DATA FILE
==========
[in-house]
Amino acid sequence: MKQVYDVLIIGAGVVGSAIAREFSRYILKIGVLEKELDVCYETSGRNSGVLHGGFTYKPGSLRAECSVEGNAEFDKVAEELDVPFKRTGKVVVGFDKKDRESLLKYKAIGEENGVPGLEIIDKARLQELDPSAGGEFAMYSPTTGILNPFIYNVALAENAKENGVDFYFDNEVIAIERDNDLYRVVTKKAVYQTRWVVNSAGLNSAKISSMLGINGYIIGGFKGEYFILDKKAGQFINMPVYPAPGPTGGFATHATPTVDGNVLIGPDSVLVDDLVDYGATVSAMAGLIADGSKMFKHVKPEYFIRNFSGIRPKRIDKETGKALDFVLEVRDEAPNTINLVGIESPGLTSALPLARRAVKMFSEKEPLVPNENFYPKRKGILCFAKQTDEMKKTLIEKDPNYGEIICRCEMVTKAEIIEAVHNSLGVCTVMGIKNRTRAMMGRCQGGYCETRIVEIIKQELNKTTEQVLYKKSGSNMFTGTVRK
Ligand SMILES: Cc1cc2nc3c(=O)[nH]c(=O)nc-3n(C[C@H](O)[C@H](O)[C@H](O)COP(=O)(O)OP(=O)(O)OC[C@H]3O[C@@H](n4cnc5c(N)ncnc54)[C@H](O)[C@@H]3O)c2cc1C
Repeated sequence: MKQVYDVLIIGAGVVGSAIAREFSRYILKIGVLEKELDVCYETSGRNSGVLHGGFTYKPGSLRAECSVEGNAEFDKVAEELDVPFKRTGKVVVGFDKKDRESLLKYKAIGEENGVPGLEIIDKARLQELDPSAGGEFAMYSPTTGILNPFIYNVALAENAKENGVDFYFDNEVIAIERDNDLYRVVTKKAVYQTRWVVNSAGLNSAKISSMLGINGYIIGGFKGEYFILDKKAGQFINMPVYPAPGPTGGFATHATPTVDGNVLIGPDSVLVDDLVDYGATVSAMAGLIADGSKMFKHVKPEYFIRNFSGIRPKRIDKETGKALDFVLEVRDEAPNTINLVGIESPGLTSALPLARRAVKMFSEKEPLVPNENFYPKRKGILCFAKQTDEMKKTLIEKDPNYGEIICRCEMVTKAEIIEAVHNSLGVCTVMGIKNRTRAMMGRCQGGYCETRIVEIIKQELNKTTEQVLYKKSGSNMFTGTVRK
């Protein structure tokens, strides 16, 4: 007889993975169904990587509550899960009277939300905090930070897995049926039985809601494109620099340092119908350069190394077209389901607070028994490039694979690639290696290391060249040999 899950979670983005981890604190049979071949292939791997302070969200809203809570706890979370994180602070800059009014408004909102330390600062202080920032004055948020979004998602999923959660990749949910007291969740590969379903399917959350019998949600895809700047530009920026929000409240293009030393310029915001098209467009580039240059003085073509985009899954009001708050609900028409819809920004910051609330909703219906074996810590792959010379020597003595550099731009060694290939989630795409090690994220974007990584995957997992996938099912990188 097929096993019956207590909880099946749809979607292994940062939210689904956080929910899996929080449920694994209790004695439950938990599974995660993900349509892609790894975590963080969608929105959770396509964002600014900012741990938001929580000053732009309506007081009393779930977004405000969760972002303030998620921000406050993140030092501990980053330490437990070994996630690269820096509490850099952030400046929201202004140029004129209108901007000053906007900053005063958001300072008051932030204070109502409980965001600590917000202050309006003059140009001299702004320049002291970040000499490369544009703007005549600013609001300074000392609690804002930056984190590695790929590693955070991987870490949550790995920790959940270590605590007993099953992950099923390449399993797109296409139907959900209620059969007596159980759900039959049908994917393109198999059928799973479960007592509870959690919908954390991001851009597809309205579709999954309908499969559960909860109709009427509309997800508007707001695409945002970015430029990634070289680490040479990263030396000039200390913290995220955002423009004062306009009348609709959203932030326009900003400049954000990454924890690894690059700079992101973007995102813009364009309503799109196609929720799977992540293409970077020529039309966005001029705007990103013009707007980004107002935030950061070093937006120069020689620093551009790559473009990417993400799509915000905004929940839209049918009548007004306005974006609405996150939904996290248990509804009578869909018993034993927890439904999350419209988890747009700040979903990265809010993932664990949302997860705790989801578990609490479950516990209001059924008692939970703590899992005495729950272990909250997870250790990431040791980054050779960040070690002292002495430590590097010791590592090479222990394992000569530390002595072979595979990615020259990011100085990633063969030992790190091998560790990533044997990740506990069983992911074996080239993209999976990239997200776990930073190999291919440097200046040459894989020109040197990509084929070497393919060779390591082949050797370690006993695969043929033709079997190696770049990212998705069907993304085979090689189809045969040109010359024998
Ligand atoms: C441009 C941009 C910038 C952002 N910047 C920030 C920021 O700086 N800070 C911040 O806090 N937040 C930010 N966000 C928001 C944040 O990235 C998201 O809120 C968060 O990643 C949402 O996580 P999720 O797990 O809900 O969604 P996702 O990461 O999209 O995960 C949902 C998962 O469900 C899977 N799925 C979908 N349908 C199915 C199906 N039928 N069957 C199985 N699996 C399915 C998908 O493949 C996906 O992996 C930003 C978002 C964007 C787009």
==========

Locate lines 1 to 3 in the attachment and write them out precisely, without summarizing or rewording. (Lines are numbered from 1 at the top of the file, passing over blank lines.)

[in-house]
Amino acid sequence: MKQVYDVLIIGAGVVGSAIAREFSRYILKIGVLEKELDVCYETSGRNSGVLHGGFTYKPGSLRAECSVEGNAEFDKVAEELDVPFKRTGKVVVGFDKKDRESLLKYKAIGEENGVPGLEIIDKARLQELDPSAGGEFAMYSPTTGILNPFIYNVALAENAKENGVDFYFDNEVIAIERDNDLYRVVTKKAVYQTRWVVNSAGLNSAKISSMLGINGYIIGGFKGEYFILDKKAGQFINMPVYPAPGPTGGFATHATPTVDGNVLIGPDSVLVDDLVDYGATVSAMAGLIADGSKMFKHVKPEYFIRNFSGIRPKRIDKETGKALDFVLEVRDEAPNTINLVGIESPGLTSALPLARRAVKMFSEKEPLVPNENFYPKRKGILCFAKQTDEMKKTLIEKDPNYGEIICRCEMVTKAEIIEAVHNSLGVCTVMGIKNRTRAMMGRCQGGYCETRIVEIIKQELNKTTEQVLYKKSGSNMFTGTVRK
Ligand SMILES: Cc1cc2nc3c(=O)[nH]c(=O)nc-3n(C[C@H](O)[C@H](O)[C@H](O)COP(=O)(O)OP(=O)(O)OC[C@H]3O[C@@H](n4cnc5c(N)ncnc54)[C@H](O)[C@@H]3O)c2cc1C